**Updated the sketch to add wifimanager for wifi and mqtt settings.**

I've added pics of the breadboard and attempted to make a fritzing schematic, let me know if I've stuffed (see f'ed) it up.

The Bellini Digital Kettle - BTK615 is a fairly cheap AUD$49 kettle and has a nicely available 5v power supply that plays well with a nodeMCU v1.0. It does not work with a D1 mini directly connected to its 5v pin, i'm guessing its related to this.  You could also put your own power supply in like Luma did but I think it would end up bigger than the nodeMCU.

Speaking of power...

Well I guess Jump Wire 12 is +5v and the one with GND and the big arrow is 5v GND,  nice!

The LED that indicates the kettle is on is PWM controlled.  That took some time to figure out but a really good learning experience for me.

Blue is the power LED anode and white is the power LED cathode, the switch is directly below it and I made a mess of soldering the cables the wrong way around, it would of been better having the switch cables facing the opposite direction so the LED pin is not touching the insulation.  I have have moved the wire now as I don't know how long that wire insulation would last touching the pin.

More pics for perspective.

So here is the breadboard.  I did put the cables in a connector but I don't count so good.....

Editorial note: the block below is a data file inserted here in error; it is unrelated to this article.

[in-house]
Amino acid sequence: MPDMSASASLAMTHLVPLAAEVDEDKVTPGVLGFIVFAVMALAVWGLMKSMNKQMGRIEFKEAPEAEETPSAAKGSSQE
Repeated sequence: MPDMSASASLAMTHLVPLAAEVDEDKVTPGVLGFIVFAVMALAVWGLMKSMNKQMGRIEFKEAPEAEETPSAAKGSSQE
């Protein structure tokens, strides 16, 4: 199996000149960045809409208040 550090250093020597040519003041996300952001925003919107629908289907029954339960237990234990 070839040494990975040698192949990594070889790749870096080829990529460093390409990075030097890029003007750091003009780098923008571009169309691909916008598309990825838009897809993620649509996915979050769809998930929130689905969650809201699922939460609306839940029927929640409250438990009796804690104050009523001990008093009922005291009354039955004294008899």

Fritzing diagram of the breadboard.

Here is the finished board.

I wrote the code to connect to my Home Assistant server via MQTT.  So it monitors the state of the kettle via the the "boiling" LED and has birth and last will messages.  This kettle goes into low power mode after 2 hours of inactivity but is nice enough to still leave the 5v going to the ESP8266 to allow it to wake it back up again, however that takes about 8 seconds to update to the MQTT server.  I'm pretty sure I trapped all the spam buttons. 

The drawback is that I can't seem to turn it off.  I'm not really that good with electronics but I didn't feel the need to turn off the kettle that I just turned on enough to solve that problem. It turns on and traps any requests to turn it on while its already on so that was enough for me. Also the deep sleep function that Mike suggested would be good.

And here it is in action: